The Curse of Memory and How to Move On

It is near impossible today to avoid feeling panicked at times, overwhelmed with daily stressors, or out of control in our emotional reactions. — Laura Palisin LPCC

When Memory Is Not Our Friend


Often, what is holding us back from achieving our dreams is not lack of money, lack of talent or even a shortage of opportunity, but simply the way our own thoughts betray us. Everybody fails at something they’ve set their heart on at some point in their life, or loses something or someone important to them. To some, this happens in such a traumatic fashion, or so many times, that they begin to think that luck will always be against them, or that the world is inescapably filled with people who will always act against their interests.

It’s true that the world we live in can be a cold-hearted place, and that nobody gets what they want every time. However, it is equally true that circumstances sometimes work in our favor, and that there are many people out there who would be happy to help us achieve our goals. The problem turns up when emotional aches originating from past events skew our thinking into refusing to accept facts like the latter.


What matters in such a case is not the event itself, or its consequences in the outside world, but the effect it has on the mind and memory. While it’s natural for people to replay painful memories in an attempt to make sense of them, doing so constantly actually trains our minds to relive painful events and see the world in those terms whenever possible. The good news is that it is also possible to reverse this cycle, let go of the past and take on new life challenges without feeling that failure or disappointment is inevitable. This is a process that takes effort and time, but our past experiences only define us to the extent that we allow them to, and there are certainly some things anyone can do to speed up healing.

Authenticity as a value and goal presents a lifelong aspiration and challenge for every person to pursue. — Joshua Nash, LPC-S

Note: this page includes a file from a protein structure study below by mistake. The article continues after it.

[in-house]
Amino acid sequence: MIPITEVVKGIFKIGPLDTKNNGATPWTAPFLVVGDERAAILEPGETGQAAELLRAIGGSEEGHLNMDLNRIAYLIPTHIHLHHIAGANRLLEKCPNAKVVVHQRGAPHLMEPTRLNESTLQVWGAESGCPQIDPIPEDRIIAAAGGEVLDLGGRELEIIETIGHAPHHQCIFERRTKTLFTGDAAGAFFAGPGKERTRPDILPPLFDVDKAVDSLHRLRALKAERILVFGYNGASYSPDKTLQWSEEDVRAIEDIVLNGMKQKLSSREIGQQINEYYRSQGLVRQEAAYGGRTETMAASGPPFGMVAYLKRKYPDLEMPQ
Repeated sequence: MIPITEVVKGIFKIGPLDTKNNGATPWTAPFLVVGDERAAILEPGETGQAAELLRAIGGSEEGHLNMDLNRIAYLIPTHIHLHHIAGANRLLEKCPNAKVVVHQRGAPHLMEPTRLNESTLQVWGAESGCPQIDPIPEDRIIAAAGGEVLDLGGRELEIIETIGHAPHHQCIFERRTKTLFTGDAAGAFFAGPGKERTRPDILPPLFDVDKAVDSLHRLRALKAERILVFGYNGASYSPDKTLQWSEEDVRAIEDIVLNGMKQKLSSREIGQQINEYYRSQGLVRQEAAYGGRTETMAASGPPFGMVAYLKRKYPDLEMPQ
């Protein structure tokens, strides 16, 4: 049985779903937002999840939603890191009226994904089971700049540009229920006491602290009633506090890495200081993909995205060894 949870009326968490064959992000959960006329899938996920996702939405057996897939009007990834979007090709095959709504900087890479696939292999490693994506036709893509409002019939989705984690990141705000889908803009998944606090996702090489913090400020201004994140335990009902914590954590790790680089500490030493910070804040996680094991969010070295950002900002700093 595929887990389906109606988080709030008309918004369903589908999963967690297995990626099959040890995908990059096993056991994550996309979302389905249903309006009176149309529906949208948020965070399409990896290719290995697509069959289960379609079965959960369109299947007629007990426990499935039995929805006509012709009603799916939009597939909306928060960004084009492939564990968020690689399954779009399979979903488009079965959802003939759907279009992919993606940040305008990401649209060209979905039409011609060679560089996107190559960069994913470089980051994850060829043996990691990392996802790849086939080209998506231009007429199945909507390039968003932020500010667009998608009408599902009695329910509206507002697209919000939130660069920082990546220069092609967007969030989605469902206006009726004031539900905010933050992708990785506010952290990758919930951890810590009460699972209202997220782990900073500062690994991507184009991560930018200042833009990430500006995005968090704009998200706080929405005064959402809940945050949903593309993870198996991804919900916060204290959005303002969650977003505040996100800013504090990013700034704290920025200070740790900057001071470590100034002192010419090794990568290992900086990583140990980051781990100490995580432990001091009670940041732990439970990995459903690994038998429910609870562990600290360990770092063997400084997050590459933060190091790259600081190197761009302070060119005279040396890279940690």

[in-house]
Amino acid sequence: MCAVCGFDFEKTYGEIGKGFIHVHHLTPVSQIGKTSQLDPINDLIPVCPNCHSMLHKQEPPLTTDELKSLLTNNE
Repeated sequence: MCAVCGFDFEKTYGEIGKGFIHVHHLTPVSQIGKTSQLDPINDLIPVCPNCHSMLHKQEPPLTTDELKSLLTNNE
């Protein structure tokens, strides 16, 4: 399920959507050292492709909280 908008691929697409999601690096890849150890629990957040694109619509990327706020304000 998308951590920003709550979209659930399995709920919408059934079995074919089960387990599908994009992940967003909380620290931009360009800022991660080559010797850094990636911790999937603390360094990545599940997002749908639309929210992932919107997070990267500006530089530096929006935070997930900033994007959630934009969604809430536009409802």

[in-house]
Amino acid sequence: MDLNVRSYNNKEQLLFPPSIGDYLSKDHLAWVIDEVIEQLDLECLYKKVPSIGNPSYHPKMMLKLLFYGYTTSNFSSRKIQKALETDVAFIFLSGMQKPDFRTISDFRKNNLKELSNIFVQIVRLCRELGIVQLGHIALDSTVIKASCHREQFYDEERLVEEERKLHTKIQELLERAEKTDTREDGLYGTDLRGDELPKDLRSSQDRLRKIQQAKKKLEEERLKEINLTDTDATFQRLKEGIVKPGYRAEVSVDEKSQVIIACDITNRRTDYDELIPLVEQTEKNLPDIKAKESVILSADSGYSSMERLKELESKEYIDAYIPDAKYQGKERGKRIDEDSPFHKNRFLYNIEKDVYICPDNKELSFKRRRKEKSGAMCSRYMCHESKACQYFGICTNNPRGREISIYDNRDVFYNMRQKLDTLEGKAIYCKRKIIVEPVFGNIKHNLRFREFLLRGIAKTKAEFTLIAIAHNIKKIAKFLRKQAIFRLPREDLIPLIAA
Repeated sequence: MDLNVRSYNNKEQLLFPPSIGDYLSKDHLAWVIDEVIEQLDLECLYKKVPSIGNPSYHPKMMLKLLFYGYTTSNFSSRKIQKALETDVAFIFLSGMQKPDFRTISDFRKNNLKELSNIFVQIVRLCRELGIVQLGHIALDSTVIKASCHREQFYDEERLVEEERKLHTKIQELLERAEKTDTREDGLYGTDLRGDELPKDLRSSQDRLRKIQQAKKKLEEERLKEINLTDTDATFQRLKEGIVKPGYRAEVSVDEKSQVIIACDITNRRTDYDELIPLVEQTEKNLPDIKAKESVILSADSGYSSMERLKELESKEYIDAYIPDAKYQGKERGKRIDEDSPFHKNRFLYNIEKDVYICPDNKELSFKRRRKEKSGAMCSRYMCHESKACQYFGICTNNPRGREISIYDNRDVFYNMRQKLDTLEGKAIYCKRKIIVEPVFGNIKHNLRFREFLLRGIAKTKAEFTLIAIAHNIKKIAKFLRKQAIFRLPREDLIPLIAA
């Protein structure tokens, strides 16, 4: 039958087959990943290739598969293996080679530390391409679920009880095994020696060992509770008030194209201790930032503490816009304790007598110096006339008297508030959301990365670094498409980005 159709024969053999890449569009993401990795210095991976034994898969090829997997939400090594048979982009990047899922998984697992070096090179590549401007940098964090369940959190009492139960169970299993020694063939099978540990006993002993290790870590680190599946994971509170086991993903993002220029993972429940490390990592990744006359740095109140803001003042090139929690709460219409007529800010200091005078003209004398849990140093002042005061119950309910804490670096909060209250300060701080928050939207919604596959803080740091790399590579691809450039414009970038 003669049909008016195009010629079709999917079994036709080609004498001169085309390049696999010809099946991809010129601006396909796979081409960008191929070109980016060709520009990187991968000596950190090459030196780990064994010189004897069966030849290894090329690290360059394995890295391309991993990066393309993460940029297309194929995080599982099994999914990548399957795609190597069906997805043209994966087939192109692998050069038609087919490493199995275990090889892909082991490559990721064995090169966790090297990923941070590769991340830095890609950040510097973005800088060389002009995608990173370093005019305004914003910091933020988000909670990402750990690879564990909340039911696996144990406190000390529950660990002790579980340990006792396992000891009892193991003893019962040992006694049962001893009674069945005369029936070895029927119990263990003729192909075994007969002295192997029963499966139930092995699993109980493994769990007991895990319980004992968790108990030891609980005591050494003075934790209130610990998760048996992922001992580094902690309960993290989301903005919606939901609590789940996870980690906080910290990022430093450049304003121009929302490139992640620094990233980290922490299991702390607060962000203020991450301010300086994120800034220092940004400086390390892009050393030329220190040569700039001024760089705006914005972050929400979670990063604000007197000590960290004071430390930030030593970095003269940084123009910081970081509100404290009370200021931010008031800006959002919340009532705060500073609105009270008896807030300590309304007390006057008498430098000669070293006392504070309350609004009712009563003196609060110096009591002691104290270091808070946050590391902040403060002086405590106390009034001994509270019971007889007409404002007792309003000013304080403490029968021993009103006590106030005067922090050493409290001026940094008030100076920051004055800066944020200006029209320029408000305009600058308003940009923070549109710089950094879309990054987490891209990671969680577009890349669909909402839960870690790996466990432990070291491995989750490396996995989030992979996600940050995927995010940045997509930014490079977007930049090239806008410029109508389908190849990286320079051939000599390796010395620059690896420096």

Accept Responsibility for the Pain, if not the Actions of Others


When something bad happens to us, our first instinct will probably be to find someone to blame, preferably someone we can yell at who will apologize to us. In most cases, however, this is not going to happen.


Blaming others for your own feelings takes some of the power needed to alter these away from you. If someone hurt you without cause, you can certainly hold them responsible for what they did, but your emotions are your own, only. Embrace them as such, even if this is uncomfortable, accept that moving on is your own choice, and then make the choice to go through with that.


Express Your Feelings


There may be a friend or therapist you’re able to discuss what you’re feeling with, or you could try keeping a private journal. In any case, it is highly beneficial to get negative feelings into the open, and indeed to allow yourself to feel them fully. Quite possibly, part of the pain this process entails will be the result of realizing that the situation was partly your own fault. Some guilt might remain about things left undone or words that were said in haste, and acknowledging this is part of getting clear of these feelings.


Involve Yourself in Present Actions

Even if you don’t feel like taking on the whole world, throwing yourself into fun and productive outlets for your energy will restore not only your sense of joy, but of self-confidence too. Doing small things a little way outside our comfort zones helps prove to us that we can indeed succeed at what we try – not necessarily totally or in every case, but often enough to make the effort worthwhile. Whenever you are actively engaged with the present, memories of people and events in the past no longer seem to matter all that much.

No matter how much you coat it with colors to please the world, you will always be what you are at the core. Your core is your truth. — Jacqueline Pearce, MSEd, LMHC

Practice a Sense of Gratitude


Even at the worst points in a person’s life, they will likely still have much to be grateful for. Whether this is family and friends, nice weather or the kindness of strangers, there is usually something; and dwelling on this and the positive emotions associated with it is a great pick-me-up. Alternatively, do something nice for someone else. This shows your mind that you still have a great deal to contribute to the lives of others, as well as the power to make this happen. Many people have started to do volunteer work after a divorce or other painful event, with many having found this to be a great help.


Consider Therapy

If a negative event was especially shattering to someone’s self-confidence, talking to a therapist is one of the best ways to gain perspective on its memory. Cognitive behavioral therapy in particular is helpful to people trying to escape the echoes of past life episodes.